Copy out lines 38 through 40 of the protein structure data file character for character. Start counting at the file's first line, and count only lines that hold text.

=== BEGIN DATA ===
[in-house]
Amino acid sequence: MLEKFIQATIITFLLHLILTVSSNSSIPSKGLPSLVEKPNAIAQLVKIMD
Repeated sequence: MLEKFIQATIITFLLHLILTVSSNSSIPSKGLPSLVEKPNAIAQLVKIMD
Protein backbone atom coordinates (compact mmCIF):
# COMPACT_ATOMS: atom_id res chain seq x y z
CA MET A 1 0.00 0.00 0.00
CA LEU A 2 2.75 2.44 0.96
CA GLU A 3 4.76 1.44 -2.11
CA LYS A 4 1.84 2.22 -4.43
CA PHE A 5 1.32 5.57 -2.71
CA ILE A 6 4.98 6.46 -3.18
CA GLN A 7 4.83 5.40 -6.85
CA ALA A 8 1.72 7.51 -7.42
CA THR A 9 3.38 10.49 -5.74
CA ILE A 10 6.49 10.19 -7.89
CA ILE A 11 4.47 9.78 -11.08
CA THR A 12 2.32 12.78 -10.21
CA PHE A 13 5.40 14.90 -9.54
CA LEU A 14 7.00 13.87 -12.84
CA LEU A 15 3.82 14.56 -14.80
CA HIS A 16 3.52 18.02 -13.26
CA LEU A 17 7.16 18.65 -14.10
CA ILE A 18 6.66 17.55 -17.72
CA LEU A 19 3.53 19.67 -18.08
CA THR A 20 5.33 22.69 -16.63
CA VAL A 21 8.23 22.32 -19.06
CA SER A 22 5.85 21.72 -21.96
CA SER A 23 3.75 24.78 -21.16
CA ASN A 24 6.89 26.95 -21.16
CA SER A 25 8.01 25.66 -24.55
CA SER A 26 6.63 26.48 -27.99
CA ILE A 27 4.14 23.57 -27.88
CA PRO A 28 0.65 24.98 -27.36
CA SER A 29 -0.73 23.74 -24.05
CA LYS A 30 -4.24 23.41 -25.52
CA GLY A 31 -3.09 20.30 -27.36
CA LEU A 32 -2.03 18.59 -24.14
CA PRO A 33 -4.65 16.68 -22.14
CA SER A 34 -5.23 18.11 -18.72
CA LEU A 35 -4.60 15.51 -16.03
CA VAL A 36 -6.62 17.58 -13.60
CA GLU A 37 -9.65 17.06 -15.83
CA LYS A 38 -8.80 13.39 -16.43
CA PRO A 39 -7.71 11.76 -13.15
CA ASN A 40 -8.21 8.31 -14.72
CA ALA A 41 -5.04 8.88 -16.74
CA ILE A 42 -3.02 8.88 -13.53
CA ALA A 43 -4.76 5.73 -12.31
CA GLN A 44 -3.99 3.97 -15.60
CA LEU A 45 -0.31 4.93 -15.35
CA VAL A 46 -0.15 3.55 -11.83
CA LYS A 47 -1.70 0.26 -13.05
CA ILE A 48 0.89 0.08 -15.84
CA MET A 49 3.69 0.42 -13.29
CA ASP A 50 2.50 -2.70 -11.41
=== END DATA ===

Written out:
CA PRO A 33 -4.65 16.68 -22.14
CA SER A 34 -5.23 18.11 -18.72
CA LEU A 35 -4.60 15.51 -16.03